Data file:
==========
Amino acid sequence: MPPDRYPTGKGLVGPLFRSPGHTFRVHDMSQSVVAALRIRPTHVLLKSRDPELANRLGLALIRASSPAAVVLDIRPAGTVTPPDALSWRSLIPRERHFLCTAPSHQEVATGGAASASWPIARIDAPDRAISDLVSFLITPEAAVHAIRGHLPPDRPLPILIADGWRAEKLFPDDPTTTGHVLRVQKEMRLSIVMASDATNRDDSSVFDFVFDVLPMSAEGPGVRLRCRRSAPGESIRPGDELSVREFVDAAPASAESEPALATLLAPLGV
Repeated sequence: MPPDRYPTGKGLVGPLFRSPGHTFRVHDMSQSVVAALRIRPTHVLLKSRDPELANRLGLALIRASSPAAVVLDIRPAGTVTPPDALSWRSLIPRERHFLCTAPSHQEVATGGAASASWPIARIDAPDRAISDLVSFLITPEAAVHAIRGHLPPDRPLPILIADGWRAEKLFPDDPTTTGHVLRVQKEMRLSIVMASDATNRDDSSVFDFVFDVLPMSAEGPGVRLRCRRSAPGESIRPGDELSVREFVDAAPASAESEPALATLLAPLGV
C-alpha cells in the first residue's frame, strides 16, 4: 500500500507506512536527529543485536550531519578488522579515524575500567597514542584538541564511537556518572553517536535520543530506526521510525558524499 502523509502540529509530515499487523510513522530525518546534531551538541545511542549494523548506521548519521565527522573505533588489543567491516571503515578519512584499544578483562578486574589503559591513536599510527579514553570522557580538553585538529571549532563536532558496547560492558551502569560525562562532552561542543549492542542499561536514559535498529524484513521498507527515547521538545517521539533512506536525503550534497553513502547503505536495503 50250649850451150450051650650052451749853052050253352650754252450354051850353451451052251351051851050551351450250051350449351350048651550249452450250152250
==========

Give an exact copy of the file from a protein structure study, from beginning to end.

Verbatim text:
Amino acid sequence: MPPDRYPTGKGLVGPLFRSPGHTFRVHDMSQSVVAALRIRPTHVLLKSRDPELANRLGLALIRASSPAAVVLDIRPAGTVTPPDALSWRSLIPRERHFLCTAPSHQEVATGGAASASWPIARIDAPDRAISDLVSFLITPEAAVHAIRGHLPPDRPLPILIADGWRAEKLFPDDPTTTGHVLRVQKEMRLSIVMASDATNRDDSSVFDFVFDVLPMSAEGPGVRLRCRRSAPGESIRPGDELSVREFVDAAPASAESEPALATLLAPLGV
Repeated sequence: MPPDRYPTGKGLVGPLFRSPGHTFRVHDMSQSVVAALRIRPTHVLLKSRDPELANRLGLALIRASSPAAVVLDIRPAGTVTPPDALSWRSLIPRERHFLCTAPSHQEVATGGAASASWPIARIDAPDRAISDLVSFLITPEAAVHAIRGHLPPDRPLPILIADGWRAEKLFPDDPTTTGHVLRVQKEMRLSIVMASDATNRDDSSVFDFVFDVLPMSAEGPGVRLRCRRSAPGESIRPGDELSVREFVDAAPASAESEPALATLLAPLGV
C-alpha cells in the first residue's frame, strides 16, 4: 500500500507506512536527529543485536550531519578488522579515524575500567597514542584538541564511537556518572553517536535520543530506526521510525558524499 502523509502540529509530515499487523510513522530525518546534531551538541545511542549494523548506521548519521565527522573505533588489543567491516571503515578519512584499544578483562578486574589503559591513536599510527579514553570522557580538553585538529571549532563536532558496547560492558551502569560525562562532552561542543549492542542499561536514559535498529524484513521498507527515547521538545517521539533512506536525503550534497553513502547503505536495503 50250649850451150450051650650052451749853052050253352650754252450354051850353451451052251351051851050551351450250051350449351350048651550249452450250152250